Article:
‘The feedback we receive will be invaluable as we bring this important piece of legislation into force’
The federal government is looking for feedback on its recently released Pay Equity Regulations, which will support the implementation of the revised Pay Equity Act.
Passed at the end of 2018, the act will apply to the federally regulated sector and replace the existing complaint-based system. It will also expand employer obligations, placing the onus of pay equity analysis on employers, says Natalka Haras, legal counsel at ADP Canada in Montreal.
The consultations will run until Jan. 31, 2121, and the regulations will be finalized and published in the Canada Gazette, Part II.
Ottawa estimates the new rules will come into force later in 2021, and employers will have three years to develop and implement their proactive pay equity plans.
“Everyone deserves an equal opportunity to succeed and to receive equal pay for work of equal value. Canadian women have experienced a gender wage gap for far too long. This is why our government is committed to addressing and breaking down the barriers to gender equality in employment,” says Filomena Tassi, minister of labour. “I strongly encourage all interested parties to review and provide input on the proposed regulations for the Pay Equity Act. The feedback we receive will be invaluable as we bring this important piece of legislation into force.”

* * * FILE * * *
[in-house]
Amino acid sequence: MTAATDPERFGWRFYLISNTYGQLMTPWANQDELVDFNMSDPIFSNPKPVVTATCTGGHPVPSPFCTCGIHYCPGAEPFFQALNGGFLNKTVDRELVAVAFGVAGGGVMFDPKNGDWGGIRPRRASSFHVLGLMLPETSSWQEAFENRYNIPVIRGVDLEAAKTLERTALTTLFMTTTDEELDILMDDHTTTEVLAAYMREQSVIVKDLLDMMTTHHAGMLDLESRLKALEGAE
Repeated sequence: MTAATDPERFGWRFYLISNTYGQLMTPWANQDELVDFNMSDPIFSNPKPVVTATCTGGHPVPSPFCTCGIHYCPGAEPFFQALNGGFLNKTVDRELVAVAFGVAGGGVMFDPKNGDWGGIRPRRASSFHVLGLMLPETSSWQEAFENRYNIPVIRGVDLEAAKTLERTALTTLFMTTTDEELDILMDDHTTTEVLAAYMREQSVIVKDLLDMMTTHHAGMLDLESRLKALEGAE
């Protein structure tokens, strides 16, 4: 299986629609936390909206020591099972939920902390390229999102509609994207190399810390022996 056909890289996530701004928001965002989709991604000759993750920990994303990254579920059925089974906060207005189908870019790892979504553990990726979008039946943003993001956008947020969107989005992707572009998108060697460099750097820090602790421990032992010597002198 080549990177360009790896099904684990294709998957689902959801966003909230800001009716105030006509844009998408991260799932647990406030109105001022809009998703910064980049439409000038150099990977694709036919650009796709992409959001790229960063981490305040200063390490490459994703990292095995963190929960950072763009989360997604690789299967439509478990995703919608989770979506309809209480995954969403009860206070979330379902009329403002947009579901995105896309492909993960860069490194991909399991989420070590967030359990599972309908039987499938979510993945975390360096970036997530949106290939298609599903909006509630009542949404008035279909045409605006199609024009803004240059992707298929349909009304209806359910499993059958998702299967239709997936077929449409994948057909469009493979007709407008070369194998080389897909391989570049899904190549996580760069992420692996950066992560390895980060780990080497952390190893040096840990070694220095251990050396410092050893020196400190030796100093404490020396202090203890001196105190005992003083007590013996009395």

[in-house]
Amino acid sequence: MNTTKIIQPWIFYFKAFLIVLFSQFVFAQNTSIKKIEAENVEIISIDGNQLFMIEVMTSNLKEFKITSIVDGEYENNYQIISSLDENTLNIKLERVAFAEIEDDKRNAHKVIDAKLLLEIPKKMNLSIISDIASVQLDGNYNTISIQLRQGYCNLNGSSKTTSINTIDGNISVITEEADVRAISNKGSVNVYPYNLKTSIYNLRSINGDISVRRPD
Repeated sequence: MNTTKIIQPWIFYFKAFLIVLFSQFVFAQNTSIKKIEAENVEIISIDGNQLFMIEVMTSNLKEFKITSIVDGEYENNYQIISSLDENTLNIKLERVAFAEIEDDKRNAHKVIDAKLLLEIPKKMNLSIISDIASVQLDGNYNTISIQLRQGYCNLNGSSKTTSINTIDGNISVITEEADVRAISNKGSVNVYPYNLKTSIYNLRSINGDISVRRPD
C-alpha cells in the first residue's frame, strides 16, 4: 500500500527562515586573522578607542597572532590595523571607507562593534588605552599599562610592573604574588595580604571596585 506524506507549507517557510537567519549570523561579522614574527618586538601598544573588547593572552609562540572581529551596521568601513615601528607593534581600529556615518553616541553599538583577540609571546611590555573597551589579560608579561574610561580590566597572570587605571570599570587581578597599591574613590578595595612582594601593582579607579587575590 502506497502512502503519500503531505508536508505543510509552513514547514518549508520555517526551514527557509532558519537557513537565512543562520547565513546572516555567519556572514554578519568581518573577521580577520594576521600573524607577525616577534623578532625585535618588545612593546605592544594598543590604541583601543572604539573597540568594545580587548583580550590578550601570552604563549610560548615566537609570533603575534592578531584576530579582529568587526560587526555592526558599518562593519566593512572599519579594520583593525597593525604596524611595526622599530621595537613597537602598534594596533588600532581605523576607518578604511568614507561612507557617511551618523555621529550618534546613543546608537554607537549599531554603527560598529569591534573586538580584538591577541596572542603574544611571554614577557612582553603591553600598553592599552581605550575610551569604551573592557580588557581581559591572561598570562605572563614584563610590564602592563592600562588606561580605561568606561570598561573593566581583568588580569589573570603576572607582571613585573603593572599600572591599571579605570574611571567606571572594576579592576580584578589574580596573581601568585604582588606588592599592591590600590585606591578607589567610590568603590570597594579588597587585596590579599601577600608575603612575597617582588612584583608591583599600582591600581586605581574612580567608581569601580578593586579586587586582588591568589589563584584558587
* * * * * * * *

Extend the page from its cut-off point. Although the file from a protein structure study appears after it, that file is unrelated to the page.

Based on the most recent data, in Canada, for every dollar earned by a man, a woman earned 89 cents as measured in hourly wages for full-time workers, says the government.
The hourly wage gap between men and women in 2019 was still 19 per cent, although it was down from 27 per cent in 2000, according to a C.D. Howe Institute report released in January. On the other hand, ADP claimed in March this year that the gap is 24 per cent.
And if 2019 is the starting point, it will take 99.5 years to close the gender parity gap, according to the World Economic Forum.